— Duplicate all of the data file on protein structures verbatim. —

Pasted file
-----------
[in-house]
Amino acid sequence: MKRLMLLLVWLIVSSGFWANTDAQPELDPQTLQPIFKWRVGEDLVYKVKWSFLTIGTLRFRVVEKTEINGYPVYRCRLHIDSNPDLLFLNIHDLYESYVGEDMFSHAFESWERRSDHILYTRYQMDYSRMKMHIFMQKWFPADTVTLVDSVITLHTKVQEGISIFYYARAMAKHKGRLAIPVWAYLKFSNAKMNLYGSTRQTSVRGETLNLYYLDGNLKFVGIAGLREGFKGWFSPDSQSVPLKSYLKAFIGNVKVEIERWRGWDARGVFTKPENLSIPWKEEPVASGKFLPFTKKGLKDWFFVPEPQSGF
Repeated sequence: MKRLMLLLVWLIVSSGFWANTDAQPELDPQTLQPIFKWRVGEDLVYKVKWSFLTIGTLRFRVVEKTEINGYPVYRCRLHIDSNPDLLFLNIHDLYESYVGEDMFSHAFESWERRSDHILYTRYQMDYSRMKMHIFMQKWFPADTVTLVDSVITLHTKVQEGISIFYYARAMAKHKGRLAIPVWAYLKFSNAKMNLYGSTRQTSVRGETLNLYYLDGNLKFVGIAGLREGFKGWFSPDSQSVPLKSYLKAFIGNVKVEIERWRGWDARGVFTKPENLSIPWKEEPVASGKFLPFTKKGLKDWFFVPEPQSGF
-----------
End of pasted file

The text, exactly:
[in-house]
Amino acid sequence: MKRLMLLLVWLIVSSGFWANTDAQPELDPQTLQPIFKWRVGEDLVYKVKWSFLTIGTLRFRVVEKTEINGYPVYRCRLHIDSNPDLLFLNIHDLYESYVGEDMFSHAFESWERRSDHILYTRYQMDYSRMKMHIFMQKWFPADTVTLVDSVITLHTKVQEGISIFYYARAMAKHKGRLAIPVWAYLKFSNAKMNLYGSTRQTSVRGETLNLYYLDGNLKFVGIAGLREGFKGWFSPDSQSVPLKSYLKAFIGNVKVEIERWRGWDARGVFTKPENLSIPWKEEPVASGKFLPFTKKGLKDWFFVPEPQSGF
Repeated sequence: MKRLMLLLVWLIVSSGFWANTDAQPELDPQTLQPIFKWRVGEDLVYKVKWSFLTIGTLRFRVVEKTEINGYPVYRCRLHIDSNPDLLFLNIHDLYESYVGEDMFSHAFESWERRSDHILYTRYQMDYSRMKMHIFMQKWFPADTVTLVDSVITLHTKVQEGISIFYYARAMAKHKGRLAIPVWAYLKFSNAKMNLYGSTRQTSVRGETLNLYYLDGNLKFVGIAGLREGFKGWFSPDSQSVPLKSYLKAFIGNVKVEIERWRGWDARGVFTKPENLSIPWKEEPVASGKFLPFTKKGLKDWFFVPEPQSGF